Cannabis therapy, often referred to as medical marijuana, has garnered significant attention in recent years for its health benefits. However, before considering cannabis as a treatment option, it’s crucial to understand some essential facts. Here are ten key points to consider:

1. Understanding Cannabis

Cannabis is a plant that contains various compounds known as cannabinoids. The two primary cannabinoids are THC (tetrahydrocannabinol) and CBD (cannabidiol).

THC is often thought about as being responsible for the psychoactive effects, but in reality, is responsible for most of the proven medical benefits as well. THC has been studied intensively for both benefits and harms for over 50 years and has the most robust data to support its use as medicine.  The psychoactive effects (or intoxication) are real and should be viewed in the medical context as a side effect and managed as such.

CBD, while non-intoxicating and much ballyhooed for its potential therapeutic properties, has in fact never been conclusively demonstrated to provide relief for any symptom or disease in adult human beings. Furthermore, CBD can interact dangerously with many conventional medications and may pose some direct risk on its own.

CBD, while interesting to study at this point, is not generally recommended by cannabinoid specialists.

2. Medical Applications of Cannabis Therapy

While many advocates discuss how cannabis has been used for medicinal purposes for thousands of years, there are many herbs and flowers that have been used in the past that we no longer use today due to toxicity or lack of efficacy. Based on sound modern scientific research, today, cannabis is prescribed for various conditions such as chronic pain, nausea, insomnia, anxiety, multiple sclerosis, and PTSD.

However, its safety and effectiveness vary depending on the individual, the condition being treated, dose, timing, and other factors. It is essential that cannabis is not used for medical purposes on a DIY (do-it-yourself) basis. Patients should seek the care of a knowledgeable and caring cannabinoid specialist to ensure they’re getting the best and safest treatment.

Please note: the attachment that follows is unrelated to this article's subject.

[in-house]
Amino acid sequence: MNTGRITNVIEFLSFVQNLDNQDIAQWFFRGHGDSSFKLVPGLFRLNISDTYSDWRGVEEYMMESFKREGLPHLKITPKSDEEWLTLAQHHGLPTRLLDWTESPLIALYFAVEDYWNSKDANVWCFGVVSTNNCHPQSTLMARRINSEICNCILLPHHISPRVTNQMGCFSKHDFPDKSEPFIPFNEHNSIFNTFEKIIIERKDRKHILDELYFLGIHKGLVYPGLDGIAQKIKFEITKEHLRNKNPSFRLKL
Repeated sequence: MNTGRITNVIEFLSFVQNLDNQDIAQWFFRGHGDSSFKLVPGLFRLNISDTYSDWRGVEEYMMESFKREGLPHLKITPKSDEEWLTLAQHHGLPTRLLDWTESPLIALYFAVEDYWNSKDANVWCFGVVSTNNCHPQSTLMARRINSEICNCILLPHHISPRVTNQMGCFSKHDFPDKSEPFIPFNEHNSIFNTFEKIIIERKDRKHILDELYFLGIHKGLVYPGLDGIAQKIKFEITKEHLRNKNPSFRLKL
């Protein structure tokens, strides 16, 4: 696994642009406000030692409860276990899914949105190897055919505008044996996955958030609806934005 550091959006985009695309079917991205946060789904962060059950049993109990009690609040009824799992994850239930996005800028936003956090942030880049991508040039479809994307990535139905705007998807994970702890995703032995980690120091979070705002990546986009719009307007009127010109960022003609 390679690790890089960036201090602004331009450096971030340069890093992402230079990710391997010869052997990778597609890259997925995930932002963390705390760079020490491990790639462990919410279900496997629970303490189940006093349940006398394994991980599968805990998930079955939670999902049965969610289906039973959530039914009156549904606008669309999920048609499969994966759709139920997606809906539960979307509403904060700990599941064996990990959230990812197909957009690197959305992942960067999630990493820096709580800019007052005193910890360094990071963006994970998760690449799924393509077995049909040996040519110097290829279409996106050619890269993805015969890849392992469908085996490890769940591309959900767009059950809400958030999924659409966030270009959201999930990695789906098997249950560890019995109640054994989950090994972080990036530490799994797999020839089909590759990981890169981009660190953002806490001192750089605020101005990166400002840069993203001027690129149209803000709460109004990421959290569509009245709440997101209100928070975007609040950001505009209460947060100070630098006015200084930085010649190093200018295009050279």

3. Legal Status

The legal status of cannabis varies by country and region. While some places have legalized medical and/or recreational cannabis, others still prohibit its use entirely. It’s crucial to understand the laws and regulations in your area before considering cannabis therapy.

Furthermore, it is important to discuss the risk of traveling with cannabis medicine with your cannabinoid specialist physician. They should know the legalities of the process and be able to advise you on whether taking cannabis with you is advisable.

4. Potential Risks of Cannabis Therapy

Despite its therapeutic potential, cannabis is not without risks. High doses or escalating doses can lead to dependence, impaired cognitive function, respiratory issues, and mental health problems, particularly in adolescents and young adults (less than 25 years old). Additionally, there may be legal consequences, depending on where you live.

5. Dosage and Administration

Determining the right dosage and administration method is essential for safe and effective cannabis therapy. Both the dosage and the appropriate method of administration will vary based on factors such as genetics, tolerance, and the specific condition being treated.

While cannabis can be used in various forms including smoking, vaping, edibles, oils, and topical creams, most of these forms are either unsafe or ineffective. Your cannabinoid specialist can explain which is safest and most effective for your condition.

6. Side Effects of Cannabis Therapy